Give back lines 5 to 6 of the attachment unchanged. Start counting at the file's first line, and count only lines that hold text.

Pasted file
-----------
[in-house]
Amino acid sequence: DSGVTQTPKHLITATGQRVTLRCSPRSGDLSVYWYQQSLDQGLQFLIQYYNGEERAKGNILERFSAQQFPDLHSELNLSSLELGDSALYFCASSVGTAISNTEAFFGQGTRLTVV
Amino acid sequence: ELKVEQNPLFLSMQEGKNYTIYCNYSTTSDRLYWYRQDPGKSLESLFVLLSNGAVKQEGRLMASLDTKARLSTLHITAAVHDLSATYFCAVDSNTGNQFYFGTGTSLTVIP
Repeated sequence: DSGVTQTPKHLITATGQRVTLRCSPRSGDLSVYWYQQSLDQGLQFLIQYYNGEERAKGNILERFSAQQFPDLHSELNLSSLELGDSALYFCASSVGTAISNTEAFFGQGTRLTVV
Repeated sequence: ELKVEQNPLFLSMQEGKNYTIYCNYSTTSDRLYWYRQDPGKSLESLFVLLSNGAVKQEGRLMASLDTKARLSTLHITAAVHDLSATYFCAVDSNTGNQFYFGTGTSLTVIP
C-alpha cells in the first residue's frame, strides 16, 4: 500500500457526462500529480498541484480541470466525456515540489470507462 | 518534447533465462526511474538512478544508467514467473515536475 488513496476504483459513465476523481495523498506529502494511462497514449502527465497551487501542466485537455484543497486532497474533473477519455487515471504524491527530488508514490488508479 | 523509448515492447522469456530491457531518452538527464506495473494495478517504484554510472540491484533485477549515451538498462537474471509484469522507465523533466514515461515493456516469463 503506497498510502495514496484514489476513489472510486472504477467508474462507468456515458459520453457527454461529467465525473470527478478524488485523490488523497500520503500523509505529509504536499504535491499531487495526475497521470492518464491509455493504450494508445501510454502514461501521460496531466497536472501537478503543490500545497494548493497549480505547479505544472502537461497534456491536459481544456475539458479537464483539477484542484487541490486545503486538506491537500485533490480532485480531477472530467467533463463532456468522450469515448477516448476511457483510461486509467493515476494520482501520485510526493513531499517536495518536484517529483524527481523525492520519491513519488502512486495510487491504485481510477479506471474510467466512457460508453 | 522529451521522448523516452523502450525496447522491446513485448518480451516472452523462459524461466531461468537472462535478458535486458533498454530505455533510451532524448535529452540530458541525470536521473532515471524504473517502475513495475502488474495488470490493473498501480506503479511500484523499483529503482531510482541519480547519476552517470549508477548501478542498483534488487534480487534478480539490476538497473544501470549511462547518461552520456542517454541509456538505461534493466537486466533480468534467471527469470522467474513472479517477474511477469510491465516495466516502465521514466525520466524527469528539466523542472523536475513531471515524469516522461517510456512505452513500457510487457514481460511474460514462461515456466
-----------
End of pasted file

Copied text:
Repeated sequence: ELKVEQNPLFLSMQEGKNYTIYCNYSTTSDRLYWYRQDPGKSLESLFVLLSNGAVKQEGRLMASLDTKARLSTLHITAAVHDLSATYFCAVDSNTGNQFYFGTGTSLTVIP
C-alpha cells in the first residue's frame, strides 16, 4: 500500500457526462500529480498541484480541470466525456515540489470507462 | 518534447533465462526511474538512478544508467514467473515536475 488513496476504483459513465476523481495523498506529502494511462497514449502527465497551487501542466485537455484543497486532497474533473477519455487515471504524491527530488508514490488508479 | 523509448515492447522469456530491457531518452538527464506495473494495478517504484554510472540491484533485477549515451538498462537474471509484469522507465523533466514515461515493456516469463 503506497498510502495514496484514489476513489472510486472504477467508474462507468456515458459520453457527454461529467465525473470527478478524488485523490488523497500520503500523509505529509504536499504535491499531487495526475497521470492518464491509455493504450494508445501510454502514461501521460496531466497536472501537478503543490500545497494548493497549480505547479505544472502537461497534456491536459481544456475539458479537464483539477484542484487541490486545503486538506491537500485533490480532485480531477472530467467533463463532456468522450469515448477516448476511457483510461486509467493515476494520482501520485510526493513531499517536495518536484517529483524527481523525492520519491513519488502512486495510487491504485481510477479506471474510467466512457460508453 | 522529451521522448523516452523502450525496447522491446513485448518480451516472452523462459524461466531461468537472462535478458535486458533498454530505455533510451532524448535529452540530458541525470536521473532515471524504473517502475513495475502488474495488470490493473498501480506503479511500484523499483529503482531510482541519480547519476552517470549508477548501478542498483534488487534480487534478480539490476538497473544501470549511462547518461552520456542517454541509456538505461534493466537486466533480468534467471527469470522467474513472479517477474511477469510491465516495466516502465521514466525520466524527469528539466523542472523536475513531471515524469516522461517510456512505452513500457510487457514481460511474460514462461515456466